Lexi Easter, Staff Writer

For those who have ventured onto North Campus, you may have noticed a fuzzy, four-legged, chocolate beast roaming around. His name is Moose and his title is a psychiatric service dog in training.  This means he helps his handler with her psychiatric impairment. Moose’s handler struggles with post-traumatic stress disorder, generalized anxiety disorder and bipolar disorder II with psychotic features.

Daily, Moose alerts by pawing his handler when her anxiety rises and grounds her if the anxiety becomes too much. A way of doing this is called Deep Pressure Therapy (DPT), where his handler is sitting or laying, and Moose lays across her lap. Moose also has to be extremely aware of his handler’s rise in voice tone, because this can mean a manic episode. He knows that when his handler’s voice starts to raise it’s time to paw and apply DPT.  Sometimes when his handler becomes too overstimulated, she dissociates. This is when she becomes “disconnected” from her state of being. It’s like zoning out, but she cannot rezone back in. Moose can pick up on the blank stare and will continue to paw. If that is not enough, he will jump on her.

Psychiatric service dogs are only one type of service dogs, according to the American Kennel Club. There are approximately six other types: guide dogs, hearing dogs, mobility assistance dogs, diabetic alert dogs, seizure alert/response dogs and autism support dogs.

When you think about service dogs, my guess is that you think about guide dogs. These dogs help the visually impaired navigate through everyday life. They are the eyes for their handler. For people with hearing impairments, these hearing dogs assist their human to hear noises such as alarms, doorbells or crying babies. If the dog picks up on one of the noises they are trained to listen for, they will touch their human and lead them toward the noise.

The third type of service dog is mobility assistance dogs. These dogs perform tasks for people with a wide range of mobility issues. Things these dogs can do include fetching objects, pressing buttons for automatic doors, and serving as a brace. They can even help pull a wheelchair! Another popular service dog is a diabetic alert dog (DAD). This type of service dog alerts their hander to chemical changes in their blood sugar. They are able to do this by the scent changes associated with hyperglycemic or hypoglycemic events.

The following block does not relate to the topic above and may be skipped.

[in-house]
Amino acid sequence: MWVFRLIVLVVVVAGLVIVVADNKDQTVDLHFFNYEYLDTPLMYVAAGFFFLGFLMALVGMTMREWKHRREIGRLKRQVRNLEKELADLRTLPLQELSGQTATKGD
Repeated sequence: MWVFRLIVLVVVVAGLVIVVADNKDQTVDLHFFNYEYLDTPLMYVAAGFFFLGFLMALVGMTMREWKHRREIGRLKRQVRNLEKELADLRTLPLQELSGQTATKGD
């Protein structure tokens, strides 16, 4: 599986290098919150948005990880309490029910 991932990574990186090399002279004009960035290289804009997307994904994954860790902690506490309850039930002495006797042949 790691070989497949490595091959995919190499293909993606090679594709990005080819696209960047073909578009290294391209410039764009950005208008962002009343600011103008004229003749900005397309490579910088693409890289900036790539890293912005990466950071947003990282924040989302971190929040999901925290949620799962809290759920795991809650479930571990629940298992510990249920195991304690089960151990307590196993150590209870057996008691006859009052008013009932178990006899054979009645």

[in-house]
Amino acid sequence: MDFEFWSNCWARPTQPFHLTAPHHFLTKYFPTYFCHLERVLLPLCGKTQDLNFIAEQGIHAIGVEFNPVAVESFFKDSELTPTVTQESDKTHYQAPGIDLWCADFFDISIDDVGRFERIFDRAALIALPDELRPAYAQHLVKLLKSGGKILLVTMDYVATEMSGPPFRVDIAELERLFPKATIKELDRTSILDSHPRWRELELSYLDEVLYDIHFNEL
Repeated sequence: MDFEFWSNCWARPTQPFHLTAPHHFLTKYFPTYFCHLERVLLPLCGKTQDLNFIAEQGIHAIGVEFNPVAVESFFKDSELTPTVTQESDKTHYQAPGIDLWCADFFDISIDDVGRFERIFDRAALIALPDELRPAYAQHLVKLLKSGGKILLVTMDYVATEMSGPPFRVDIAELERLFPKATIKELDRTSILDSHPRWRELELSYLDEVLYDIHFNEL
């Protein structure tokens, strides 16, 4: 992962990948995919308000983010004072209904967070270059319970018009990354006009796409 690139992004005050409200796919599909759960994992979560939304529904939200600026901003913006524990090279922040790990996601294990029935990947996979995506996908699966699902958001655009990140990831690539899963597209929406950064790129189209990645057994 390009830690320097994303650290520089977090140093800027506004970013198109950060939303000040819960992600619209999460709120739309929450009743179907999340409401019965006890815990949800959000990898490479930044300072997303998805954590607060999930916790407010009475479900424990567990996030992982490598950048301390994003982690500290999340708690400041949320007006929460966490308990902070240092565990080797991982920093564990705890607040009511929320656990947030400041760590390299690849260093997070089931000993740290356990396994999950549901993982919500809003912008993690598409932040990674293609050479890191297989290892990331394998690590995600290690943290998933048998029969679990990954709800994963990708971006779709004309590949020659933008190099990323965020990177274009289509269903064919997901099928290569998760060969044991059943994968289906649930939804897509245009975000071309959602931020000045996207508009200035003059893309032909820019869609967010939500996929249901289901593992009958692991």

The most controversial among the service dog community are seizure alert/response dogs. There are only a small number of dogs that are able to alert to an oncoming seizure. Many of the dogs are more apt to respond to a seizure. In events where the handler is having a seizure, the dog is trained to bring his handler medication.

Autism support dogs can also be a big help for children who have trouble connecting with classmates and they can be trained to comfort the child in stressful times. Autism support dogs also can be trained to keep children from running away or track them if they run off.

When Moose and his handler finally decided to adventure to school, it was an easy process. She met with the advising office and disability office. She explained, she would come next semester with what she called her “superhero.”

“It was such an easy process,” she said, “I only had to tell them. I did not have to fill out any paperwork.” She went on and explained that she was worried about what her teachers would say. A week before her classes started, she let her teachers know her and her superhero were coming to class. She could not have been more excited by how accommodating they were.

I know this story so well, because I am Moose’ handler and he is my superhero.